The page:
This component falls into the category of the throttle-organs. What is meant, is not the simple throttle, but the expansion-valve. It is so called, because it regulates the expansion in the evaporator in such a way, that as little as possible liquid refrigerant is left over. It is also a matter of protecting the compressor.
Basically, we have a thin tube carrying liquid coolant to the evaporator and a thick tube carrying gaseous coolant from the evaporator to the compressor of the expansion-valve. The thin tube, ergo the inflow to the evaporator, is regulated.
First of all, try to imagine a simple spring-loaded valve, where a membrane works against the spring. What it's trying to do, is to open the valve wider. Thereby, it is helped by the pressure from a temperature sensor found in the thick tube. If the temperature rises and wth it the the pressure compared with the the evaporation pressure, then more coolant flows through the evaporator.
This then, is the temperature regulated expansion-valve. It is quite clear, that in this case, we're dealing with a regulation, because when more coolant flows through the exaporator, it can no longer heat up as strongly. Indeed, the temperature should be determined directly at the output from the evaporator.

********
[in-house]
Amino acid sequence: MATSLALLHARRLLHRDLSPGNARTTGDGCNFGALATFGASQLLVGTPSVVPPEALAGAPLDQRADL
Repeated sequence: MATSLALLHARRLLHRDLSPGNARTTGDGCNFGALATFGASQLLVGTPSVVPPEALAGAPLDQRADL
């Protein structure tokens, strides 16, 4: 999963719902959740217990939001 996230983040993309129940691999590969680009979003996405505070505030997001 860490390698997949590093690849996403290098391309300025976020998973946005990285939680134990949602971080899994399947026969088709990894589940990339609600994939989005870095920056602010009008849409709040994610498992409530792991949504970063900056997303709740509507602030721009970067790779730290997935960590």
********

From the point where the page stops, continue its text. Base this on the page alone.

As mentioned above, the membrane receives the force it needs, to try and open the valve wider, supported by the pressure of the temperature sensor and as a reaction against the pressure in the evaporating coolant. This is described as the internal pressure equalisation. If in addition, one takes the pressure from the output of the evaporator, we then have an external pressure equalisation.
This type of expansion-valve is somewhat more complex, but can manage with less overheating. Overheating means, the additional heat above the boiling point of the coolant. It is rather unnecessary for the heat transportation of the air-conditioner, thus, lowers it's efficiency. In larger systems, more expansion-valves with external pressure equalisation are installed. 11/13